For the first time, the Innovation Technologies Complex (ITC) opened it doors to host the Southern Tier Technology Symposium on Thursday.

The symposium was organized by a committee led by Ziang “John” Zhang, an assistant professor of electrical and computer engineering at Binghamton University, and was sponsored by companies including The Raymond Corporation and the Institute of Electrical and Electronics Engineers. The symposium featured poster presentations and speeches on technological and smart energy advancements from industry leaders in New York’s Southern Tier region and invited students to network with professionals.

Spanning throughout the three buildings of the ITC, the event started with registration at the rotunda, located in the Engineering and Science building. In the Symposium Hall of the Center of Excellence building, BU President Harvey Stenger delivered his welcoming remarks and applauded the event.

“I’m also really impressed by the scope of the talks that are going on today,” Stenger said. ”The keynote speakers from different industries. The people are from the local industries as well as a distance away. From materials handling to power grid management, even aviation is being covered today.”

Stenger also highlighted the new technological industries the University has introduced to the area.

“A hundred and fifty years ago, Binghamton was a cigar manufacturing hub,” Stenger said. “Now it’s more of a high-tech incubator hub. We had Endicott and Johnson [City] shoes, but now we have pharmaceutical sciences. In the west[ern district], we were making circuit boards and now we’re making batteries. It’s an exciting time for Binghamton.“

After Stenger’s speech, the symposium officially commenced. The agenda was full of speeches, including keynote presenters like Steven Medwin, ‘05, former director of energy solutions at The Raymond Corporation, and M. Stanley Whittingham, a distinguished professor of chemistry and materials science and engineering and a 2019 Nobel Laureate in Chemistry.

Rather than talking about his time at The Raymond Corporation, Medwin said he wanted to present engineering and new technology questions through an unorthodox lens.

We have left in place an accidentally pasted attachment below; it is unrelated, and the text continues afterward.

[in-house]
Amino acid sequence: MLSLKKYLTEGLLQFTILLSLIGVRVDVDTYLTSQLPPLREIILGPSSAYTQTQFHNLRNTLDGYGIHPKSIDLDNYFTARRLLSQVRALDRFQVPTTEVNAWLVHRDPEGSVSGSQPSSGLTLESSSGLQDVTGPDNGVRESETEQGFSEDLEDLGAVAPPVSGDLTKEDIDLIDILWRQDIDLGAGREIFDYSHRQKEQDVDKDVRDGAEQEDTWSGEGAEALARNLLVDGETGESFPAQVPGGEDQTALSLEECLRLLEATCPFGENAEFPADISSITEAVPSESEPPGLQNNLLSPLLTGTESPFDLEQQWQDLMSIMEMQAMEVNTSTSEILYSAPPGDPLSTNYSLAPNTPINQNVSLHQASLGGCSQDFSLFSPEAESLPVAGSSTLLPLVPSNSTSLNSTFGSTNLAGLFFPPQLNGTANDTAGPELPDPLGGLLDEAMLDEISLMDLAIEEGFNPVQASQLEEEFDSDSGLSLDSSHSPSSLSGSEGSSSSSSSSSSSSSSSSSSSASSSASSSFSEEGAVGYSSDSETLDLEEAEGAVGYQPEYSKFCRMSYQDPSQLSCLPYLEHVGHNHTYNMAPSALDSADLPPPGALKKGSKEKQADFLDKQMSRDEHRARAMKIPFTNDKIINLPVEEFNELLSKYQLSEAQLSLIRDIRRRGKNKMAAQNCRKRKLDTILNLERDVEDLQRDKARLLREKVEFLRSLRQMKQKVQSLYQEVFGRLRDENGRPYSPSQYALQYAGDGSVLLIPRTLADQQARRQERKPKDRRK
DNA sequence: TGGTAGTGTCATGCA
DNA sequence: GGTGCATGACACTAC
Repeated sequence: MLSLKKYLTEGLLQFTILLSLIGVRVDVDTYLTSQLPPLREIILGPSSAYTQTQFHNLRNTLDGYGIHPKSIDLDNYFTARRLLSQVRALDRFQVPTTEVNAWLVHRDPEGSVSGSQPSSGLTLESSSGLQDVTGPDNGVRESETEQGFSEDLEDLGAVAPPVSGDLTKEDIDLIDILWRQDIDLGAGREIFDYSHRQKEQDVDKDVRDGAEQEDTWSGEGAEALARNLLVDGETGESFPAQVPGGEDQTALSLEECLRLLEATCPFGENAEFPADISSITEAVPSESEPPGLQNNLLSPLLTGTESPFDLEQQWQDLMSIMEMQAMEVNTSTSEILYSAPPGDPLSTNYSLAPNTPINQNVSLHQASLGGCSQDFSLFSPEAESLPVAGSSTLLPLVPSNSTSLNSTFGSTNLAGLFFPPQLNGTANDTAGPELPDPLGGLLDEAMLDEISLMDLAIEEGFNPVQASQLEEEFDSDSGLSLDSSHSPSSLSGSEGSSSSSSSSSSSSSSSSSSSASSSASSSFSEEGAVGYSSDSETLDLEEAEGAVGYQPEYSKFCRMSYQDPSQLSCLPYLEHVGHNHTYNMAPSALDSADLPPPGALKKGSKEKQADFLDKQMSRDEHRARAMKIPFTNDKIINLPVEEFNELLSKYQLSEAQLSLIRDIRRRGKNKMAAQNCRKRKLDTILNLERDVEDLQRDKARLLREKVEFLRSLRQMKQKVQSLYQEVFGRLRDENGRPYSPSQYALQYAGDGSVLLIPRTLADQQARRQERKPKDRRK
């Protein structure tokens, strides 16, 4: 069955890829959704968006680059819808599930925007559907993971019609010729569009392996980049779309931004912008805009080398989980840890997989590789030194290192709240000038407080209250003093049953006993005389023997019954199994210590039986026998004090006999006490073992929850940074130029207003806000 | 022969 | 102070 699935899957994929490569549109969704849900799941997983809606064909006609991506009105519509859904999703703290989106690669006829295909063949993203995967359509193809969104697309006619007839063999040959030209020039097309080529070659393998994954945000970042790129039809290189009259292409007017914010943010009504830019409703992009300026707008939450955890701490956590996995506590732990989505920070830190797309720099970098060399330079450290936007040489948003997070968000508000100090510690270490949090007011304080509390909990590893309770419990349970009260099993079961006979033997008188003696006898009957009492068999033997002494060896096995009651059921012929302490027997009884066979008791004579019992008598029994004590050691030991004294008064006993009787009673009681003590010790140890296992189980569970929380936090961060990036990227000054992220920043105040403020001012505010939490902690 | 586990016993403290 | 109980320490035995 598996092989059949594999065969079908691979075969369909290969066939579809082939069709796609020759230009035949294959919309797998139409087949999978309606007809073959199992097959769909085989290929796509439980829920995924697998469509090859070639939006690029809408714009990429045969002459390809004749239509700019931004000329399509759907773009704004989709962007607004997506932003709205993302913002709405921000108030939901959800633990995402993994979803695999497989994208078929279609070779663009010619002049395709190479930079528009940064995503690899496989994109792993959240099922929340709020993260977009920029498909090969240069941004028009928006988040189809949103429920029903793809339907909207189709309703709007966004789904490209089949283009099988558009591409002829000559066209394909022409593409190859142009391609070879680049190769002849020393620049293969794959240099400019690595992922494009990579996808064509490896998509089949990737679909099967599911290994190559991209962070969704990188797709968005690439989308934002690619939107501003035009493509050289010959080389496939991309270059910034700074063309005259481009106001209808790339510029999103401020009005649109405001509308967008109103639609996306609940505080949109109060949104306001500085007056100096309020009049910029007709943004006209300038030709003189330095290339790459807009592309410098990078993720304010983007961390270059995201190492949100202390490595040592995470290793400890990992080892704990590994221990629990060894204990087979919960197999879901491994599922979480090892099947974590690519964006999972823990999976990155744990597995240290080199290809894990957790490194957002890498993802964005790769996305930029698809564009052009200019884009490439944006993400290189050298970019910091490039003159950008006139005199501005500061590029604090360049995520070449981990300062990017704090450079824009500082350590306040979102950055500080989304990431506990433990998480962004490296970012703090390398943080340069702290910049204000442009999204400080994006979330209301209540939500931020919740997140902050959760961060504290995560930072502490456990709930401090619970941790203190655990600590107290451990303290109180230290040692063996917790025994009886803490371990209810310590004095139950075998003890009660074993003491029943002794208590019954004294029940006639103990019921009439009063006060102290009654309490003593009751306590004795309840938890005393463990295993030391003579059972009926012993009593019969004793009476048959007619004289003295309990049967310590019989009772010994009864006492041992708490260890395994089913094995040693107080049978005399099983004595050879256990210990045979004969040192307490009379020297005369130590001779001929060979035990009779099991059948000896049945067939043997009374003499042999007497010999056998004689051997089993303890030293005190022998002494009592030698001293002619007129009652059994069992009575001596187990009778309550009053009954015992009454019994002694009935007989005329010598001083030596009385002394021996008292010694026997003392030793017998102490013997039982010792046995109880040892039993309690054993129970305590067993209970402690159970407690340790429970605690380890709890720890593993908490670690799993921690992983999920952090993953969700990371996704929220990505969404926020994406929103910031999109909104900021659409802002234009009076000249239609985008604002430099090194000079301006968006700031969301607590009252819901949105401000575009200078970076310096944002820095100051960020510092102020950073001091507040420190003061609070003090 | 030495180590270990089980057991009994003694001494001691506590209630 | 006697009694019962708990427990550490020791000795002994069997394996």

“Not the equations and the technical details, but what’s the consequences of these innovations?” Medwin said. ”How does technology impact society and what is the engineer’s responsibility when their innovation is launched? What if the technology falls in the wrong hands? What’s our responsibility as engineers and scientists? What if a mistake is made? Who is at fault?”

In addition to the speeches, industry professionals tabled with poster presentations to represent their companies, including Horizon Solutions, a Rochester-based electrical automation distributor which recently opened a branch in Binghamton.

The symposium also attracted large corporations such as Eaton, a multinational power management company. Representing Eaton was Bob Hawthorne, ‘93, an operational excellence manager at the company, who said seeing BU again was one of the reasons why he attended the symposium.

“The opportunity to come back to Binghamton and see what’s happened in the 26 years since I graduated was neat,” Hawthorne said. “The fact that we were involved in a lot of high technology, a lot of electronics. We also wanted to see what was going on in the industry and what other companies were doing in the field. Who knows, maybe meet a student or two that will help us in the future.”

Hawthorne said he was excited about BU’s recent successes.

“To see Binghamton University continue to move up in the rankings,” Hawthorne said. ”The president just mentioned two number one rankings. That’s fabulous. I love to see the University getting recognition. To now having a Nobel Prize Laureate to come out of Binghamton University, I think it’s outstanding.”